Glenwood man launches effort to legalize hemp in Colorado
A Glenwood Springs man is ready to launch a citizens initiative asking Colorado voters to allow the state’s farmers to grow industrial hemp as a cash crop.
Ahead is the task of collecting roughly 90,000 signatures to get the matter on a statewide ballot.
Roy Hecker is now going through the final stages of getting ballot language approved by the Colorado Legislative Council and the state title board, both of which must sign off on proposed initiatives before petitions can be circulated.
Hecker said this week he hopes to begin the campaign either later this month or early in September, aiming for the statewide ballot in 2000.
Hemp, a plant that is basically the same species as the psychotropic herb known as marijuana, lacks the chemical properties that get smokers high. But, it cannot be grown legally in the United States.
At one time, hemp was a mainstay of U.S. agriculture. It was grown widely around the country for a variety of uses until the late 1930s, and on an emergency basis during World War II, when it was used to make ropes and canvas for the U.S. military.
In recent years there has been a growing movement to get industrial hemp back into production.
Proponents maintain that hemp fiber and seeds can provide a variety of beneficial products, ranging from lubricants to clothing, paper to medicine.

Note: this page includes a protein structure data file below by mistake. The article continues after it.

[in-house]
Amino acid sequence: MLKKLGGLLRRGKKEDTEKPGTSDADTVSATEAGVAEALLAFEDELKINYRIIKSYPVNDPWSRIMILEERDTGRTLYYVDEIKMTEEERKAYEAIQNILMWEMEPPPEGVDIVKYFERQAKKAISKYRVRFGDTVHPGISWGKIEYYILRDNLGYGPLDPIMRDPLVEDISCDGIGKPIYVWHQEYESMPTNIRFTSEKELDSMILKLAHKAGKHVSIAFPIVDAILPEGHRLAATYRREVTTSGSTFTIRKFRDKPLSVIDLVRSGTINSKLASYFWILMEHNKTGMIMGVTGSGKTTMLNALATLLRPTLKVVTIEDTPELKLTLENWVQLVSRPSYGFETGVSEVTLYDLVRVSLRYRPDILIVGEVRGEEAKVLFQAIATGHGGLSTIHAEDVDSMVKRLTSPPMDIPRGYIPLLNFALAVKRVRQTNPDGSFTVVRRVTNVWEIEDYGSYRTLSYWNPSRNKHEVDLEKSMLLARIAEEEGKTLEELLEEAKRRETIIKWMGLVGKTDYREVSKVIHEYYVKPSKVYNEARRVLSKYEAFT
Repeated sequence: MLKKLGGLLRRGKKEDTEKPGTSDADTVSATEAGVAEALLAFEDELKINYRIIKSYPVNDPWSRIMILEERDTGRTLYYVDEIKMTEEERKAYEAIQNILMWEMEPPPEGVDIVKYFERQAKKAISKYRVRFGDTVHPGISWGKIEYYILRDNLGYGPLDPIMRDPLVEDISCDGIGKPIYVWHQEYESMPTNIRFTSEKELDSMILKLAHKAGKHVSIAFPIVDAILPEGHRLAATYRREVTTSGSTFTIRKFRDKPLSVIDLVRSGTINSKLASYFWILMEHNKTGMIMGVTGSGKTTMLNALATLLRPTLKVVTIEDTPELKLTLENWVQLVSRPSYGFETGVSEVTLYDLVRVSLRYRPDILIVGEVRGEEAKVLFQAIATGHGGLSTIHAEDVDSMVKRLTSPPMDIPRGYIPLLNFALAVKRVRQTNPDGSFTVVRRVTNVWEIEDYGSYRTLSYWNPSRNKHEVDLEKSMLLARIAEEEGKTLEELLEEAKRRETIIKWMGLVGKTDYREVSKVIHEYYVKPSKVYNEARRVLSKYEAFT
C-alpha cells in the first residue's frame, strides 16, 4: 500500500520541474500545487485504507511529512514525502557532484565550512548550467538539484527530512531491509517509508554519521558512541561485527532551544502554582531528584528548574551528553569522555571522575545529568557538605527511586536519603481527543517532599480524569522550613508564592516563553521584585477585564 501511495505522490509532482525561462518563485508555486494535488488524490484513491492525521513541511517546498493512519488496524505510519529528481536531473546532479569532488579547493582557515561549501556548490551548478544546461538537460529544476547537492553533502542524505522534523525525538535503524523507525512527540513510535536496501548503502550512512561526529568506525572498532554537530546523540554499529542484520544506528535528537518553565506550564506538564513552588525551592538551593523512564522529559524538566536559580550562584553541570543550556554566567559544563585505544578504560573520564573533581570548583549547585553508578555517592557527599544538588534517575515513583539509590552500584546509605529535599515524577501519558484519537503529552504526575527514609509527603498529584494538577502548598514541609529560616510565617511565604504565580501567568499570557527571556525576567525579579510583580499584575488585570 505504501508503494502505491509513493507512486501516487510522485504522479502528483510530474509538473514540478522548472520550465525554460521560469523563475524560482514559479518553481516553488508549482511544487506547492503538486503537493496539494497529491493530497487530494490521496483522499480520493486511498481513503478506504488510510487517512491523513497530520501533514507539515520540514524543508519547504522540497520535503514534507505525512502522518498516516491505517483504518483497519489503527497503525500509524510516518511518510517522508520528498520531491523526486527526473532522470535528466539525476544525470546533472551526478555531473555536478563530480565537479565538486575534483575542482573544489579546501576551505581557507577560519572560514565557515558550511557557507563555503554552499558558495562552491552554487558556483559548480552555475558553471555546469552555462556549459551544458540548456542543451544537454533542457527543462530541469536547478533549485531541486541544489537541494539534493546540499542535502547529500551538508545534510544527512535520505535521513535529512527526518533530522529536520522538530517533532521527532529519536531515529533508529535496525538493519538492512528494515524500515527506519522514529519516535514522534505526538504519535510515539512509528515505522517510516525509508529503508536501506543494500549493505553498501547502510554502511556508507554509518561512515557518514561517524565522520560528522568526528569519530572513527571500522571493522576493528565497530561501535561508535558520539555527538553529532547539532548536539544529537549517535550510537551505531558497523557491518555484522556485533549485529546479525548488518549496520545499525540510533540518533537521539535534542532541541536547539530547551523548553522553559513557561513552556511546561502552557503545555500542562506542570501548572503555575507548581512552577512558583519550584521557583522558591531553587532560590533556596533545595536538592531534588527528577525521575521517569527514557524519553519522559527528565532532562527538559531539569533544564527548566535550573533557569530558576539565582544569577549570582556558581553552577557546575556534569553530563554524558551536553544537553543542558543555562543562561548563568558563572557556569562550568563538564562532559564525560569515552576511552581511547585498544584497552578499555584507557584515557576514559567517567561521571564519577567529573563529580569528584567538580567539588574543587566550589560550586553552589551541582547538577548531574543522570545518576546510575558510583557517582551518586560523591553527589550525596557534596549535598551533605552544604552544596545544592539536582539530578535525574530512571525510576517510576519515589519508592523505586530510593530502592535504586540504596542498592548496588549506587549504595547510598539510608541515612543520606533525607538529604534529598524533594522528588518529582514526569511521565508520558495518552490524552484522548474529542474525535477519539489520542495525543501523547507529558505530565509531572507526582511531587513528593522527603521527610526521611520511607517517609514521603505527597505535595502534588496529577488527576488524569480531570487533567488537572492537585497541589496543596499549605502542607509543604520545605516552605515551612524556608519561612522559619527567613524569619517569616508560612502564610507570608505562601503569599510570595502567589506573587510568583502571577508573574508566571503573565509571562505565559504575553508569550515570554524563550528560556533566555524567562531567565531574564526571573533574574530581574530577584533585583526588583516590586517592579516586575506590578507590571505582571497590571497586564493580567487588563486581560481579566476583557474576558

The law enforcement community has consistently opposed legalization of hemp because it looks like the marijuana plant. Law enforcement officials believe hemp would be used to conceal marijuana plants from detection, hampering enforcement efforts.
He acknowledged that so far, efforts to get hemp approved as a cash crop through legislation have fallen victim to resistance from the federal Drug Enforcement Administration, the Colorado State Patrol and a statewide alliance of sheriffs.
“The DEA has come in at the last minute, they’ve applied their pressure, and it doesn’t take much to stop it in committee,” he said. “I don’t think it’s ever even gotten to the floor [of the state legislature for a debate].”
But, he maintained, if done by initiative, “They can’t stop it, basically. And if it gets before the people, I believe it will pass.”
In a recent fund-raising letter, Hecker proclaims hemp as “a paradigm of renewable and sustainable resources” that is grown commercially in 29 countries, including Canada, England, France, Germany, Spain, Russia, China and Australia.
“For 8,000 years, hemp has been mankind’s primary industrial crop,” his letter states. “We believe that Colorado’s constituency is already mostly pro-hemp.”
Hecker’s organization, Coloradans For Hemp, is working on establishing a Web site to spread the word, and he is looking for donations to help fund his cause.
He said it will cost roughly $100,000 “just to get the question on the ballot,” and a similar amount to wage a campaign in the face of certain opposition from law enforcement.
Donations can be sent to Coloradans for Hemp, P.O. Box 124, Woody Creek, 81656. Anyone interested in volunteering can reach the organization by e-mail at ColoradonsforHemp@hotmail.com.
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